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'Memento': Unforgettable

By Rita Kempley
Washington Post Staff Writer
Friday, March 30, 2001


    'Memento' Guy Pearce and Carrie-Anne Moss star in "Memento." (Danny Rothenberg/Newmarket)
You wake up one morning next to a warm body, but you don't know how she got there, let alone her name. It happens, at least it does in the movies – even ones as perversely original as "Memento," a time-scrambling film noir about forgetting to remember. The tale of a sleuth with short-term memory loss, it is the perfect parable for the age of Alzheimer's, gingko biloba, and Palm Pilot Panic.

British newcomer Christopher Nolan tells the story backward, then doubles back again so the audience struggles with the clues along with the hero. The simple construct also gives people some sense of life from the hero's frightening perspective – but it's meant to overload their circuits, too.

Nolan's theory: Our memories are not to be trusted. They're merely temporal souvenirs. Akira Kurosawa toyed with the same notion in "Rashomon," the classic examination of shifting realities and self-serving motives. In Nolan's movie, of course, the motive is the true mystery and the very last thing we learn.

Based on a short story by Nolan's brother, the movie centers on Leonard Shelby (Guy Pearce), an insurance investigator who wakes up every morning and reaches for his wife, but she's not there. Then it hits him all over again just the way it always does: His wife was raped and murdered. . . . He doesn't know how long ago. . . . And he must track down her killer, the man who cracked his skull and left him unable to "feel time."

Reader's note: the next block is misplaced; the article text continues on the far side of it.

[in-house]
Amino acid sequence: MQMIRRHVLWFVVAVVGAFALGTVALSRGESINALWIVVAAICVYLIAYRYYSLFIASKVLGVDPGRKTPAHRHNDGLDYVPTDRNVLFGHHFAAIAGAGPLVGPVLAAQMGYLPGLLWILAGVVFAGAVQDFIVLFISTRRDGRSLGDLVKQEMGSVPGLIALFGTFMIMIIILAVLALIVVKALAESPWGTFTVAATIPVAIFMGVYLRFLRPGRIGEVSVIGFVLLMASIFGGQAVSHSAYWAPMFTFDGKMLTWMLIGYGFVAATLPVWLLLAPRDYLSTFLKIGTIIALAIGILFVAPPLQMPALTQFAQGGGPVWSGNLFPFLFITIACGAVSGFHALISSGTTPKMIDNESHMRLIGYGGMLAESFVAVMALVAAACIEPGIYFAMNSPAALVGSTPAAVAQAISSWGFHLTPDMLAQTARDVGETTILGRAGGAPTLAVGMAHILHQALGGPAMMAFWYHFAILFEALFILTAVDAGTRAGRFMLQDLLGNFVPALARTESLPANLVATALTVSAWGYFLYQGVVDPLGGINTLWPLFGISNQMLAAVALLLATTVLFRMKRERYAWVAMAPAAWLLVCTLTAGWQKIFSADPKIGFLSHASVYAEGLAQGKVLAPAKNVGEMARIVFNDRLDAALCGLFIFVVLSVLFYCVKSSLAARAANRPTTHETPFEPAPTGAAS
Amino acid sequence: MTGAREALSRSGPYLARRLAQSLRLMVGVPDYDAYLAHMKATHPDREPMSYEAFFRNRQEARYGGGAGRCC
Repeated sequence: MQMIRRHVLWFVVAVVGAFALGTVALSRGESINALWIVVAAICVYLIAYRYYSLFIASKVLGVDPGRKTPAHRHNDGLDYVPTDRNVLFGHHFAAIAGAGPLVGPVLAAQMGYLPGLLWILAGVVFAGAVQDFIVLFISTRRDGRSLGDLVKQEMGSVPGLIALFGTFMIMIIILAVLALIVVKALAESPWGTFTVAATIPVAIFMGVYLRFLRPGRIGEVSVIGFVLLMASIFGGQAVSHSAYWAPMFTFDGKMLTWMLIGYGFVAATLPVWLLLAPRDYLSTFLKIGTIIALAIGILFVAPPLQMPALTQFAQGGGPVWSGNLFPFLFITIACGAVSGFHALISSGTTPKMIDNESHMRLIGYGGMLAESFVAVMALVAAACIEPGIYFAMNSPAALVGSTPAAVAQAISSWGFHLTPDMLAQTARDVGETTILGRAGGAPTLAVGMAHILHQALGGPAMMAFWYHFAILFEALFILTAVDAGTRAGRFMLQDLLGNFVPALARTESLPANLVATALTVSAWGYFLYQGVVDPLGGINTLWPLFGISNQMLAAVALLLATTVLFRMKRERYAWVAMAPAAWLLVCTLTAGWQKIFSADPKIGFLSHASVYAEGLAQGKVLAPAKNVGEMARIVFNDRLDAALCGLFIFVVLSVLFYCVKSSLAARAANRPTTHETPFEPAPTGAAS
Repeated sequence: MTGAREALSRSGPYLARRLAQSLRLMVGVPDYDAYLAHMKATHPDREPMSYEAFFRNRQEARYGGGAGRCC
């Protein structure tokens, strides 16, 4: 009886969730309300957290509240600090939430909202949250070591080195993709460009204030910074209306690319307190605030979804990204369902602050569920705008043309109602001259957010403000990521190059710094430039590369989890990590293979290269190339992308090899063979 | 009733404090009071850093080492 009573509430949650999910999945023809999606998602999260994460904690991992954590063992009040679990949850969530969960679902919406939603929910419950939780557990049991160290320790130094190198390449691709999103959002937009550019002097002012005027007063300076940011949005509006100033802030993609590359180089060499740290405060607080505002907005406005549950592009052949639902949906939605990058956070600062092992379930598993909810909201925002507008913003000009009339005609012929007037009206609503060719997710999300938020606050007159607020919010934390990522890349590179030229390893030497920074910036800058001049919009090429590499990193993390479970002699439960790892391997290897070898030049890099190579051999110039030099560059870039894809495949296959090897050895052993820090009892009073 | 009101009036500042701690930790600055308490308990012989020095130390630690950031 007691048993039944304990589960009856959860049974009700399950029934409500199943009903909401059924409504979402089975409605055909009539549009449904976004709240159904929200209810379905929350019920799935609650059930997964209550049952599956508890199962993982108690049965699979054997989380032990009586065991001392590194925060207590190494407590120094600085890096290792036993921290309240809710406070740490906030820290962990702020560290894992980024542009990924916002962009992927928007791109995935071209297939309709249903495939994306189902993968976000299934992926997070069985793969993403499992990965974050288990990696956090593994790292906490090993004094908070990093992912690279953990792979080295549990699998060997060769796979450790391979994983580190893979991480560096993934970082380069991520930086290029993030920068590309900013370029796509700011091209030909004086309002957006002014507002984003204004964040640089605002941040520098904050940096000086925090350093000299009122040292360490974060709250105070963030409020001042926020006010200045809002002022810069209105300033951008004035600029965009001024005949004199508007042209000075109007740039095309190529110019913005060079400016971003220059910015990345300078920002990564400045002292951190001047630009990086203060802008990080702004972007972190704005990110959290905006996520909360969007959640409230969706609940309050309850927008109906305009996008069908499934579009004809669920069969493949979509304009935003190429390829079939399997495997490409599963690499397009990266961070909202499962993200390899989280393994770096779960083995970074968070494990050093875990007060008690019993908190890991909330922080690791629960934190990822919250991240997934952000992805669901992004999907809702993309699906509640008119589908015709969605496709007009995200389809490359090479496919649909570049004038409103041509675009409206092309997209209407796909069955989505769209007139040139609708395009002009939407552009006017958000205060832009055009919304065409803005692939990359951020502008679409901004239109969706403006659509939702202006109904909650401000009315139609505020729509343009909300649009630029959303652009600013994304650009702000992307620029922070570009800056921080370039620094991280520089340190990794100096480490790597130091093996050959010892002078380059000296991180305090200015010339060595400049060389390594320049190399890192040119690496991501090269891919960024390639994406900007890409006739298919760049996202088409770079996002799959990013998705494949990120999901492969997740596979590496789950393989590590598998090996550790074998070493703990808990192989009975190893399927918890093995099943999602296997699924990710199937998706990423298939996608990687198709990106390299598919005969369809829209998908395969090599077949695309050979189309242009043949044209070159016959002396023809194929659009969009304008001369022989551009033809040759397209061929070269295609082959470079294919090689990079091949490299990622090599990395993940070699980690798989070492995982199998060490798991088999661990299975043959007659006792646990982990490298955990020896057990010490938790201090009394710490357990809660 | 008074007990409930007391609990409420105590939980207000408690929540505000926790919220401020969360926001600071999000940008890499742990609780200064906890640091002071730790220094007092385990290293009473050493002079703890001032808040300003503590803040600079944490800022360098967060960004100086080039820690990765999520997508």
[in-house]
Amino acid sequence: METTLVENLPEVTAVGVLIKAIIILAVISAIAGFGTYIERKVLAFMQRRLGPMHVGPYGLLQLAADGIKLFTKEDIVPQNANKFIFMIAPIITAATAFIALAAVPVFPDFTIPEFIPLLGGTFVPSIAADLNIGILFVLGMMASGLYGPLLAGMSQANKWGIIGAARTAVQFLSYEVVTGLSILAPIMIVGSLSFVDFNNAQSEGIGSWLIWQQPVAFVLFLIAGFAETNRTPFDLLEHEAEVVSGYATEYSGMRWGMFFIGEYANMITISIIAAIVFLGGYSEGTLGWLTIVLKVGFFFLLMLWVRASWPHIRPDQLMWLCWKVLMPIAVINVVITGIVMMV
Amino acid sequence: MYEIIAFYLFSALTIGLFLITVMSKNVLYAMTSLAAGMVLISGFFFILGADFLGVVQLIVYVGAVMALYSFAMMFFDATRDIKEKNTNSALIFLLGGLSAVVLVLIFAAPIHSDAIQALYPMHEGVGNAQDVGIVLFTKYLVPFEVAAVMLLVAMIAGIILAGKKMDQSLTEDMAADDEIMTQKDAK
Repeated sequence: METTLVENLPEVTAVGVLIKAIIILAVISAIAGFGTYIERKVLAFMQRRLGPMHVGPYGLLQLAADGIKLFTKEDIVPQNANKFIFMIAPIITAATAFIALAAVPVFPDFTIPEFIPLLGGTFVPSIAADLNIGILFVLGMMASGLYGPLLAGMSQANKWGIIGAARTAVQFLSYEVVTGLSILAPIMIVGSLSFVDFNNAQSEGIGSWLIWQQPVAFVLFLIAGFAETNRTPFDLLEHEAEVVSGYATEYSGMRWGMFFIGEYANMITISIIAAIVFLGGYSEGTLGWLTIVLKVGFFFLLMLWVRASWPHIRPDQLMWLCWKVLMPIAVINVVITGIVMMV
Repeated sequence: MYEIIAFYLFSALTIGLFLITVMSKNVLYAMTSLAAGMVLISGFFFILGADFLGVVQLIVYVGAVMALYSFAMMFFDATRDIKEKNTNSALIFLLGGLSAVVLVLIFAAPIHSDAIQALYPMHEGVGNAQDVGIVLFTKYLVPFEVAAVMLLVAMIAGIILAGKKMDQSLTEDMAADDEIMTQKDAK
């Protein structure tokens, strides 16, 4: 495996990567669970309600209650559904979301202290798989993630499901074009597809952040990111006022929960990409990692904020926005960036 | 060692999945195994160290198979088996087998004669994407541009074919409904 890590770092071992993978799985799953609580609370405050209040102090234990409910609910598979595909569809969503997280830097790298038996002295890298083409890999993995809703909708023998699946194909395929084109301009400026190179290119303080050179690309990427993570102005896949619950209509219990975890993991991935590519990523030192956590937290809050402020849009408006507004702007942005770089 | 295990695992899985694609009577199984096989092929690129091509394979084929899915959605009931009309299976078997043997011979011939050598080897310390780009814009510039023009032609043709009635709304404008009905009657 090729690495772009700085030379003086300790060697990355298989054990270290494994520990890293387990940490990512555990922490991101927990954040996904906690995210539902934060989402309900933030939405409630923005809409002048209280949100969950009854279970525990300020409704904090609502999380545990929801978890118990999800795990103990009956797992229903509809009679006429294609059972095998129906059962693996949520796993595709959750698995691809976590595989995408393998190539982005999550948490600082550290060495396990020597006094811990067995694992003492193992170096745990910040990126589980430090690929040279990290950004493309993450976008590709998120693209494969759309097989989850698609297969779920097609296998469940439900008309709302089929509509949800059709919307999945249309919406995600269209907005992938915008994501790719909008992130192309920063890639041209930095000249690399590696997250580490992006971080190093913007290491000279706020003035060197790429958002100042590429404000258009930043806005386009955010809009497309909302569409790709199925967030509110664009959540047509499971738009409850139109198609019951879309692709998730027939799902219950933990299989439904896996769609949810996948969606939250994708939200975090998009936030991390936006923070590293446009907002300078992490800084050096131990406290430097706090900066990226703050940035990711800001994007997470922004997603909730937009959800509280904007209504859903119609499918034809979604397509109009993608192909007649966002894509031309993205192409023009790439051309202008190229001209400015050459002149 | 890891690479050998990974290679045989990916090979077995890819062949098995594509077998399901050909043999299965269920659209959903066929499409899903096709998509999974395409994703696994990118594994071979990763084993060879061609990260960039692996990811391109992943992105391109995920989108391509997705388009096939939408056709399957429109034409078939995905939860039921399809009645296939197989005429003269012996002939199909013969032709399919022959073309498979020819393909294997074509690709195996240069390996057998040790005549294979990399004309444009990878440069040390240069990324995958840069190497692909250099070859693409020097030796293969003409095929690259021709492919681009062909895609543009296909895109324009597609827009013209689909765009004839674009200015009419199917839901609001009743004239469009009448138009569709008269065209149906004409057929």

The motel room where Leonard lives is littered with notes scribbled on napkins and bar coasters and Polaroid pictures, each with a cryptic caption like "Teddy: Don't believe his lies." He looks into the mirror and finds his body covered with tattoos, each of which represents a clue that he managed to write down before his memory faded. He can't know that the motel clerk (Mark Boone Jr.) keeps moving his stuff to smaller rooms, while charging him the same rate.

He repeatedly reintroduces himself and explains his "condition" to the clerk as well as two recurring characters who seem to be on his side: a femme fatale (Carrie-Anne Moss) and the Joisey sleazoid Teddy (Joe Pantoliano). Although short-term memory loss is not conducive to making friends, it can be comical. In one scene, Leonard is running through a trailer park when he suddenly forgets why. He sees a guy running and figures he must be chasing him, but it's the other way around.

The film's haunting subplot, helpfully shot in black-and-white, revolves around Leonard's work for the insurance company. He's almost as preoccupied with this memory as he is with the loss of his wife. It deals with a policy holder with short-term memory loss. The claim was denied after Leonard accused the man of fraud and, well, just maybe Leonard deserves what he got.

The movie is unforgettable, especially in Pearce's startling performance. The actor, who portrayed Russell Crowe's crony in "L.A. Confidential," puts forth the bruised intensity that Brad Pitt brought to "Fight Club." And come to think of it, that film also dealt with the modern phenomenon of not knowing who or where you are in this brave new world of Ramada Inns, Pottery Barns, Borders, Gaps and Starbucks.

"Memento" isn't an easy film. In fact, it might be the perfect date movie for members of Mensa. It does, however, challenge all viewers and gives them plenty to ponder after the credits roll, the lights go out and they reach the parking lot. If memory serves . . .

"Memento" (115 minutes) is rated R for violence, language and drugs.


Copyright 2001 The Washington Post Company

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